Hardened US and Iranian positions question efficacy of parties’ negotiating tactics
The United States and Iran seem to be hardening their positions in advance of a resumption of negotiations to revive a 2015 international nuclear agreement once Iranian President-elect Ebrahim Raisi takes office in early August.
Concern among supporters of the agreement to curb Iran’s nuclear program which former US President Donald J. Trump abandoned in 2018 may be premature but do raise questions about the efficacy of the negotiating tactics of both parties.
These tactics include the Biden administration’s framing of the negotiations exclusively in terms of the concerns of the West and its Middle Eastern allies rather than also as they relate to Iranian fears, a failure by both the United States and Iran to acknowledge that lifting sanctions is a complex process that needs to be taken into account in negotiations, and an Iranian refusal to clarify on what terms the Islamic republic may be willing to discuss non-nuclear issues once the nuclear agreement has been revived.
The differences in the negotiations between the United States and Iran are likely to be accentuated if and when the talks resume, particularly concerning the mechanics of lifting sanctions.
“The challenges facing the JCPOA negotiations are a really important example of how a failed experience of sanctions relief, as we had in Iran between the Obama and Trump admins, can cast a shadow over diplomacy for years to come, making it harder to secure US interests,” said Iran analyst Esfandyar Batmanghelidj referring to the nuclear accord, the Joint Comprehensive Plan of Action, by its initials.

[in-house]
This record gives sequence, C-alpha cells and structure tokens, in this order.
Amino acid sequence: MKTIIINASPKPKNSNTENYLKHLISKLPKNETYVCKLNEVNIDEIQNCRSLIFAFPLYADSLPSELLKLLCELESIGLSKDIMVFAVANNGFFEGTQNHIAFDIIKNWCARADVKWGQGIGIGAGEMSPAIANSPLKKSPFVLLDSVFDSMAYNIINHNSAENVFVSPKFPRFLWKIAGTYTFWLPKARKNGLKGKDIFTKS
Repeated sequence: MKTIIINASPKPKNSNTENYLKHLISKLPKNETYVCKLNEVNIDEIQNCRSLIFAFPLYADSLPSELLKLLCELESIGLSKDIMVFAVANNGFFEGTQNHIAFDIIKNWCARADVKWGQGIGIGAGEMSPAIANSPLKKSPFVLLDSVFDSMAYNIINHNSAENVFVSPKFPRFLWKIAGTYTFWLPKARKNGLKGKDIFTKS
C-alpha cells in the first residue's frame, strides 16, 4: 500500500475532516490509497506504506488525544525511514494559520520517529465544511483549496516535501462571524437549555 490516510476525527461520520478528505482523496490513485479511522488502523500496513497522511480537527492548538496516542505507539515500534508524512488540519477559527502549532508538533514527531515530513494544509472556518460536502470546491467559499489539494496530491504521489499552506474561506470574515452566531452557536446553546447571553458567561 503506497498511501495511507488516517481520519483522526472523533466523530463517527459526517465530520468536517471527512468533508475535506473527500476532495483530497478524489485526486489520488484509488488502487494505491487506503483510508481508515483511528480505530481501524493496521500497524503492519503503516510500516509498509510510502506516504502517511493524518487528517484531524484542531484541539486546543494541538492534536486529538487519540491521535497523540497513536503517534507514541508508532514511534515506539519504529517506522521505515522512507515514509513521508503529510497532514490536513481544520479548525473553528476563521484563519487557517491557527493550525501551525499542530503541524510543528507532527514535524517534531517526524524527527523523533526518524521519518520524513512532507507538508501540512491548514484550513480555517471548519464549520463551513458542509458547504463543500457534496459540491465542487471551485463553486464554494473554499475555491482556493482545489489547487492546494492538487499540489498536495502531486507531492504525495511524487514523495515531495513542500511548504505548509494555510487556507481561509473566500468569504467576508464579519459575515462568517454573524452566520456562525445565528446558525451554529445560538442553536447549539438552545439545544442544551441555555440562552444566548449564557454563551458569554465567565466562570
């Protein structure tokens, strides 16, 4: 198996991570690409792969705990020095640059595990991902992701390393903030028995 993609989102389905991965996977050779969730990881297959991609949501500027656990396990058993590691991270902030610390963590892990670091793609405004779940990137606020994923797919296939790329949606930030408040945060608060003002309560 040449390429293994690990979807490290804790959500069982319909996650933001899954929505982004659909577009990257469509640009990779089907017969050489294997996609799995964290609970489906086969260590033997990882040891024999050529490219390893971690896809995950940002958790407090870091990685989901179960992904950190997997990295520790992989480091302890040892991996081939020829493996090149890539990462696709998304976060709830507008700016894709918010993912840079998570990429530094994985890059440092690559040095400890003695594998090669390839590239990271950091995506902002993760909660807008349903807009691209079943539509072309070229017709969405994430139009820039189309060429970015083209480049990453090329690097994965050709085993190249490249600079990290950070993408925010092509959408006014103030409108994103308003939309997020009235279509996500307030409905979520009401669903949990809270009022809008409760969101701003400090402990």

The Biden administration may be heeding Mr. Batmangheldij’s notion that crafting sanctions needs to take into account the fact that lifting them can be as difficult as imposing them as it considers more targeted additional punitive measures against Iran. Those measures would aim to hamper Iran’s evolving capabilities for precision strikes using drones and guided missiles by focusing on the providers of parts for those weapon systems, particularly engines and microelectronics.